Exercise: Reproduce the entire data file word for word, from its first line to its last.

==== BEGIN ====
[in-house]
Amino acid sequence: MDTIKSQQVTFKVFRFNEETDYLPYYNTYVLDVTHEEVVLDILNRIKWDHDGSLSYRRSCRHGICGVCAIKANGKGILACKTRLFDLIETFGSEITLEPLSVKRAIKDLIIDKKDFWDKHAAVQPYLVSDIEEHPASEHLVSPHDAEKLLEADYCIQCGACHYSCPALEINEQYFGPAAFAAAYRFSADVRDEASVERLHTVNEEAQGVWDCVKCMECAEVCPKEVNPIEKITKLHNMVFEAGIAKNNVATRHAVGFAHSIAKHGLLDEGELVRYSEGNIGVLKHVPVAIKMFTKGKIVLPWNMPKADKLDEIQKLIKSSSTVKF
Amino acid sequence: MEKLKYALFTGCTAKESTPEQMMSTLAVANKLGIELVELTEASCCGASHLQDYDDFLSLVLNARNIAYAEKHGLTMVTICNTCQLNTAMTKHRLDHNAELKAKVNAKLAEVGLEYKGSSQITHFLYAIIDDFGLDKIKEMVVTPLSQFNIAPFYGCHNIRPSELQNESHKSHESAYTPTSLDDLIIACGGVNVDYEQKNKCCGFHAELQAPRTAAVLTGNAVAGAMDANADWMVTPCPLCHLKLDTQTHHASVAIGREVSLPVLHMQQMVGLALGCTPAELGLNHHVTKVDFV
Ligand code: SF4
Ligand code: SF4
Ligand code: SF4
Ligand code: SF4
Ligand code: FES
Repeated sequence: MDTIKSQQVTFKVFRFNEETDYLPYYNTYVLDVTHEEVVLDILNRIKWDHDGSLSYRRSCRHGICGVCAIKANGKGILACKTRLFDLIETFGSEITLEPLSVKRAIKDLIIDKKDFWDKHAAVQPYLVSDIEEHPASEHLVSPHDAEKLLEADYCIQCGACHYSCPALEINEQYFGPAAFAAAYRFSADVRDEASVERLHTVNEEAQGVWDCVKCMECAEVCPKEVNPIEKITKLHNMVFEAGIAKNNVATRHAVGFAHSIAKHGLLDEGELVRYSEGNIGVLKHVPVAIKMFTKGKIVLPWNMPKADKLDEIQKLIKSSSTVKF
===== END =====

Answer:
[in-house]
Amino acid sequence: MDTIKSQQVTFKVFRFNEETDYLPYYNTYVLDVTHEEVVLDILNRIKWDHDGSLSYRRSCRHGICGVCAIKANGKGILACKTRLFDLIETFGSEITLEPLSVKRAIKDLIIDKKDFWDKHAAVQPYLVSDIEEHPASEHLVSPHDAEKLLEADYCIQCGACHYSCPALEINEQYFGPAAFAAAYRFSADVRDEASVERLHTVNEEAQGVWDCVKCMECAEVCPKEVNPIEKITKLHNMVFEAGIAKNNVATRHAVGFAHSIAKHGLLDEGELVRYSEGNIGVLKHVPVAIKMFTKGKIVLPWNMPKADKLDEIQKLIKSSSTVKF
Amino acid sequence: MEKLKYALFTGCTAKESTPEQMMSTLAVANKLGIELVELTEASCCGASHLQDYDDFLSLVLNARNIAYAEKHGLTMVTICNTCQLNTAMTKHRLDHNAELKAKVNAKLAEVGLEYKGSSQITHFLYAIIDDFGLDKIKEMVVTPLSQFNIAPFYGCHNIRPSELQNESHKSHESAYTPTSLDDLIIACGGVNVDYEQKNKCCGFHAELQAPRTAAVLTGNAVAGAMDANADWMVTPCPLCHLKLDTQTHHASVAIGREVSLPVLHMQQMVGLALGCTPAELGLNHHVTKVDFV
Ligand code: SF4
Ligand code: SF4
Ligand code: SF4
Ligand code: SF4
Ligand code: FES
Repeated sequence: MDTIKSQQVTFKVFRFNEETDYLPYYNTYVLDVTHEEVVLDILNRIKWDHDGSLSYRRSCRHGICGVCAIKANGKGILACKTRLFDLIETFGSEITLEPLSVKRAIKDLIIDKKDFWDKHAAVQPYLVSDIEEHPASEHLVSPHDAEKLLEADYCIQCGACHYSCPALEINEQYFGPAAFAAAYRFSADVRDEASVERLHTVNEEAQGVWDCVKCMECAEVCPKEVNPIEKITKLHNMVFEAGIAKNNVATRHAVGFAHSIAKHGLLDEGELVRYSEGNIGVLKHVPVAIKMFTKGKIVLPWNMPKADKLDEIQKLIKSSSTVKF